By Elisabeth Elliot
Thoman Nelson Publisher
$19.00, 264 pages
To date, Elisabeth Elliot’s classic The Shaping of a Christian Family is my favorite parenting book. It is filled to over-flowing with so much inspiration on how to raise a family. The four pages of glossy family photos in the middle of the book of Elliot and her family over the years really brings it down to earth. It is nice to know this book is about a “real” family with real people and problems, and not just a bunch of well meaning, gathered advice from one individual. Many might find the information in this book slightly overwhelming; however, I find it as something to strive for. As Elliot states in the afterword –
“Some may have read right through, finding principles which make sense which they would long to follow, yet feeling quite hopeless about doing so… this story is of one man’s family, meant to be a description, not a prescription” (Elliot 214).
When I first started reading, I got slightly confused as it started giving a background, slight biography on Elliot’s mother, Katharine G. Howard. I thought I was reading a parenting book, instead I felt as if I was reading a biography (my first clue should have been the large “biography” sticker on the binding of my interlibrary loan copy book – I apparently chose to ignore this sticker). It was not until chapter eighteen, or maybe nineteen, that Elliot actually branches away from more of the biography-ness of the book to more the of “parenting” advice (although every piece of advice is given with a story from her childhood). Elliot addresses issues such as sacrificial authority, trust, love, work and play, and courtesy (these were just some of my favorite chapters. The book covers so much more than just these topics).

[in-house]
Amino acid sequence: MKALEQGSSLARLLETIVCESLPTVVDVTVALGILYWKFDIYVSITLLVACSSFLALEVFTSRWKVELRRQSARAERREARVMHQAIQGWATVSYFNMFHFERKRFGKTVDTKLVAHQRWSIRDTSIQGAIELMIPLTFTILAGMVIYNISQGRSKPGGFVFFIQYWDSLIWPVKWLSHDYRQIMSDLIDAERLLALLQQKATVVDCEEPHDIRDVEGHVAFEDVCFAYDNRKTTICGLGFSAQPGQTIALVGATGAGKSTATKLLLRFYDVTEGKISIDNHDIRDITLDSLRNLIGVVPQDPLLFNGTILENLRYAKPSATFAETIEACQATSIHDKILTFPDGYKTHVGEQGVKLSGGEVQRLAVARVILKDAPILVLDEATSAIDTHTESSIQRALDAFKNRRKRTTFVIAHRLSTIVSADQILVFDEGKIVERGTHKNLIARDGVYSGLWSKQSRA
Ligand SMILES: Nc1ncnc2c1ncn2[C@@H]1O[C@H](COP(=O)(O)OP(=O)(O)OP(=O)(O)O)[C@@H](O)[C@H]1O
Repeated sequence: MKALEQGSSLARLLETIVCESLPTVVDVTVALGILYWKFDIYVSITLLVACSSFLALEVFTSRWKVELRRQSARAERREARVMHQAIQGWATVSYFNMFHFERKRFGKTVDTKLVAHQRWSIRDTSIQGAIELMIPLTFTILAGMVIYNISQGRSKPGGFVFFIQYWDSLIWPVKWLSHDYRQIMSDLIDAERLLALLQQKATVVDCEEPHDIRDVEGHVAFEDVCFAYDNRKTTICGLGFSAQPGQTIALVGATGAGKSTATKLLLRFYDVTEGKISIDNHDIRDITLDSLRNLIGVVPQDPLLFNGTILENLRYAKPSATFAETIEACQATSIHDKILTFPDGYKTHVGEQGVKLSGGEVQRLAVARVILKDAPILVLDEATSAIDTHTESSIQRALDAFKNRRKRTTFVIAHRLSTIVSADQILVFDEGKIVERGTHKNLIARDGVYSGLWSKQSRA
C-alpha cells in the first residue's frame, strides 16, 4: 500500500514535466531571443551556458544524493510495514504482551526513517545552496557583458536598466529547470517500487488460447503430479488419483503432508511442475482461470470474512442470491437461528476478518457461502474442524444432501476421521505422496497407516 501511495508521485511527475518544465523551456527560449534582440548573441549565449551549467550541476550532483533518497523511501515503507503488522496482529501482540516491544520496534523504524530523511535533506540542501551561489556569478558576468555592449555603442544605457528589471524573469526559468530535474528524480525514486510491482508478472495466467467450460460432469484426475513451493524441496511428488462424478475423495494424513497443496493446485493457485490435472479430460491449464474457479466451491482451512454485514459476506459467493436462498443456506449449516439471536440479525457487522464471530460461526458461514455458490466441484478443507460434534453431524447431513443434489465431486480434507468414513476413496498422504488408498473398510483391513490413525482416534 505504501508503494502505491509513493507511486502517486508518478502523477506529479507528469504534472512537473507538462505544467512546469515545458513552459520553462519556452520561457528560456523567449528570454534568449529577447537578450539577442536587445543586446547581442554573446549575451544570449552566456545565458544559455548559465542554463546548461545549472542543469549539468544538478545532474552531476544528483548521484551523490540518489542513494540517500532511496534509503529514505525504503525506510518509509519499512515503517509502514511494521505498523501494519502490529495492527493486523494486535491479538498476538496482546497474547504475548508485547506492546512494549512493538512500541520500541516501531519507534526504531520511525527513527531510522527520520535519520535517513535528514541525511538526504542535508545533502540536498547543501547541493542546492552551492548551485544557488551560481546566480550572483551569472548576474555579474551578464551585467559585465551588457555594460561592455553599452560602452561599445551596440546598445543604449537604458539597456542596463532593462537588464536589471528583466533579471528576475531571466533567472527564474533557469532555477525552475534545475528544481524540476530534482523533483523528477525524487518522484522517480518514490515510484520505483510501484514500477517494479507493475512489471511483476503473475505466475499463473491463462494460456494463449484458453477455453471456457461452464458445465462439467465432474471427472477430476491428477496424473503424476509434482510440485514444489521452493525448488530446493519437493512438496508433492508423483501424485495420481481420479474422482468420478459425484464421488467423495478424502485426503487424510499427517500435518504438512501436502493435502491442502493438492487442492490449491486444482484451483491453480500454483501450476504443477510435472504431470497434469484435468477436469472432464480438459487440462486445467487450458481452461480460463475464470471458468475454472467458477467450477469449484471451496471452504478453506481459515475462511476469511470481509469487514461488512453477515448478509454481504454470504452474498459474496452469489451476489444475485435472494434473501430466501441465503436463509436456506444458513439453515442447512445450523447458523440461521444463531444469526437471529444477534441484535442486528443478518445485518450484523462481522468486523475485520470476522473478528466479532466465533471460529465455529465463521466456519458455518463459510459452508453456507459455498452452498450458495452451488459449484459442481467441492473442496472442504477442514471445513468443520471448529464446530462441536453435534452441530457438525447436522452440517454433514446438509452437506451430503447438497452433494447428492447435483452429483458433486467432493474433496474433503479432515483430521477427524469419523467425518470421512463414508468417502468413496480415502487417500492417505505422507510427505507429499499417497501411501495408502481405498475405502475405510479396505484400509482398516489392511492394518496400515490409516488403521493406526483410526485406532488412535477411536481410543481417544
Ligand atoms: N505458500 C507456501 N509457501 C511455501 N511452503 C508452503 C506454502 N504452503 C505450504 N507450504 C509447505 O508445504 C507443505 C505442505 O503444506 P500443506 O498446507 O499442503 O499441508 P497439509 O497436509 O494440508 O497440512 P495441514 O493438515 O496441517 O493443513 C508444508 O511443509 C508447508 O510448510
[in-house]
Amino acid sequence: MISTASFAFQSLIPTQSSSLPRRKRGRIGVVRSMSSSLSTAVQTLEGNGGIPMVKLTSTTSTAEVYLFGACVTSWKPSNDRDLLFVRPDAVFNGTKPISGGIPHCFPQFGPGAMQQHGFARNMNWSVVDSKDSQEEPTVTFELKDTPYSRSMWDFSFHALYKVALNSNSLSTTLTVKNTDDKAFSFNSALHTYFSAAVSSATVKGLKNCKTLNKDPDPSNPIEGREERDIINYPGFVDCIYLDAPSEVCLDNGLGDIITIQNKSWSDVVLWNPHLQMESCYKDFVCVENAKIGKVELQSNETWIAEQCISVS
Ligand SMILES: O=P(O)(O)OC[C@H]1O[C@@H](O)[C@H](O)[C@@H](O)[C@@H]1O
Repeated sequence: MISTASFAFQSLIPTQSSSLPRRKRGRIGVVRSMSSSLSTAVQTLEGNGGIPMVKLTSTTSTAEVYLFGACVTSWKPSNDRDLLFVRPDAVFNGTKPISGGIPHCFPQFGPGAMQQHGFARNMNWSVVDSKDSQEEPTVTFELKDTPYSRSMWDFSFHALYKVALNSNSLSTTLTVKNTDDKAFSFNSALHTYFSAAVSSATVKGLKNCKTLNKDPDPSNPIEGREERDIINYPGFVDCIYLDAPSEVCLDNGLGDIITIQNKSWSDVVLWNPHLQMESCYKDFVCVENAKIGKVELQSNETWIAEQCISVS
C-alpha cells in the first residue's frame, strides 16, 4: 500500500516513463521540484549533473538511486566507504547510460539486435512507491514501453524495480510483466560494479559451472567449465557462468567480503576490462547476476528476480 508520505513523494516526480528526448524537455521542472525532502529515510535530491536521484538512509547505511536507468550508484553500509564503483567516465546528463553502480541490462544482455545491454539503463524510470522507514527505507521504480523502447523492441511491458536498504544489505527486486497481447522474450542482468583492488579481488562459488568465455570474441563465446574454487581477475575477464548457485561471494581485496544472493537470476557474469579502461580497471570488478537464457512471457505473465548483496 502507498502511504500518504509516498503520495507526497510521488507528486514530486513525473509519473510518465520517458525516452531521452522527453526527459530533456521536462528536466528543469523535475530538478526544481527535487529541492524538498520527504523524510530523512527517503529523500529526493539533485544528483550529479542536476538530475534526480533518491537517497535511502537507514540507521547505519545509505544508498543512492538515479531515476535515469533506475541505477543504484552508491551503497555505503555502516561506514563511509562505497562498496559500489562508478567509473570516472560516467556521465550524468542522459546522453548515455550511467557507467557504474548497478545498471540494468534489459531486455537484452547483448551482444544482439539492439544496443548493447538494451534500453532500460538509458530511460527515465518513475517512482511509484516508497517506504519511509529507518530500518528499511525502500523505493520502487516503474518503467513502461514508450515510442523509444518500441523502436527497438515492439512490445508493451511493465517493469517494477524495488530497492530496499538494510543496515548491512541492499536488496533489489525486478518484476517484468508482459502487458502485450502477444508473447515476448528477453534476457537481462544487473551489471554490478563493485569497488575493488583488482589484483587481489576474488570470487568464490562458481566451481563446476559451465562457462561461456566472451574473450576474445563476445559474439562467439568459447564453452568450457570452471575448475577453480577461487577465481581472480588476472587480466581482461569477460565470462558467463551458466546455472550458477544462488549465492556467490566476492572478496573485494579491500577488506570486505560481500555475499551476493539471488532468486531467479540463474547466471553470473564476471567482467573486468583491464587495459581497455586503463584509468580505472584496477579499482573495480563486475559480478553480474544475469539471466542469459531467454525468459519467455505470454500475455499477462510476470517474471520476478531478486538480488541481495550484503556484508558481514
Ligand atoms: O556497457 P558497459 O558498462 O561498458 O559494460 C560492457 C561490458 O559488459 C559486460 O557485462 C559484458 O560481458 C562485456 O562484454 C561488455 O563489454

Another thing that I quite enjoyed about this book is that not only was this Elliot’s re-telling of how she was raised, but notes from her mother were also included throughout. Not only were these principles simply given to be taken at face value, but many were backed up with scripture which is much more encouraging and convicting than just one person’s account of how you should raise your children.
I would highly recommend this book whether you are newly-married and just beginning to think about starting a family, a family with toddlers, or a family with mostly teenagers. This book is enlightening!